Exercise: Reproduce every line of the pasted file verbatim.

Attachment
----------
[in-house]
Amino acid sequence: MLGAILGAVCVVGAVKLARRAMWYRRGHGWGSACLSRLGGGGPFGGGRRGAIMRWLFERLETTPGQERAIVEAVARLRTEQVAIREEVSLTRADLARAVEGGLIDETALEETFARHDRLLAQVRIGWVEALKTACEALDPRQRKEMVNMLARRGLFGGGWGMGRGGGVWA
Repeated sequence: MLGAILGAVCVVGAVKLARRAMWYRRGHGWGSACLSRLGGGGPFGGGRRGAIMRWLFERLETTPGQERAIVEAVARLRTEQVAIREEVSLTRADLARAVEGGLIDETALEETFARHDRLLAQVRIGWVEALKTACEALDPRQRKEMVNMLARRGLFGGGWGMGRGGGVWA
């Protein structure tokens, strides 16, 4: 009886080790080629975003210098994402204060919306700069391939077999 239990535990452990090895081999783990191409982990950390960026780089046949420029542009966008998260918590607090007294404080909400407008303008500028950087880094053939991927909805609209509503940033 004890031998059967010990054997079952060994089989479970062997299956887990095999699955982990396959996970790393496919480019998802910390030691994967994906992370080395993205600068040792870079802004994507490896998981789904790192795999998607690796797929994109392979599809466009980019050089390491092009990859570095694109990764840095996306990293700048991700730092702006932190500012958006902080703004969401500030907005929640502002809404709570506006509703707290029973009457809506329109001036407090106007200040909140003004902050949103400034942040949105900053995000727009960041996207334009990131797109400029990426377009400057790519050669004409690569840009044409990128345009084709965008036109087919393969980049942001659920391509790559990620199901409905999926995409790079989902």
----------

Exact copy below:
[in-house]
Amino acid sequence: MLGAILGAVCVVGAVKLARRAMWYRRGHGWGSACLSRLGGGGPFGGGRRGAIMRWLFERLETTPGQERAIVEAVARLRTEQVAIREEVSLTRADLARAVEGGLIDETALEETFARHDRLLAQVRIGWVEALKTACEALDPRQRKEMVNMLARRGLFGGGWGMGRGGGVWA
Repeated sequence: MLGAILGAVCVVGAVKLARRAMWYRRGHGWGSACLSRLGGGGPFGGGRRGAIMRWLFERLETTPGQERAIVEAVARLRTEQVAIREEVSLTRADLARAVEGGLIDETALEETFARHDRLLAQVRIGWVEALKTACEALDPRQRKEMVNMLARRGLFGGGWGMGRGGGVWA
């Protein structure tokens, strides 16, 4: 009886080790080629975003210098994402204060919306700069391939077999 239990535990452990090895081999783990191409982990950390960026780089046949420029542009966008998260918590607090007294404080909400407008303008500028950087880094053939991927909805609209509503940033 004890031998059967010990054997079952060994089989479970062997299956887990095999699955982990396959996970790393496919480019998802910390030691994967994906992370080395993205600068040792870079802004994507490896998981789904790192795999998607690796797929994109392979599809466009980019050089390491092009990859570095694109990764840095996306990293700048991700730092702006932190500012958006902080703004969401500030907005929640502002809404709570506006509703707290029973009457809506329109001036407090106007200040909140003004902050949103400034942040949105900053995000727009960041996207334009990131797109400029990426377009400057790519050669004409690569840009044409990128345009084709965008036109087919393969980049942001659920391509790559990620199901409905999926995409790079989902």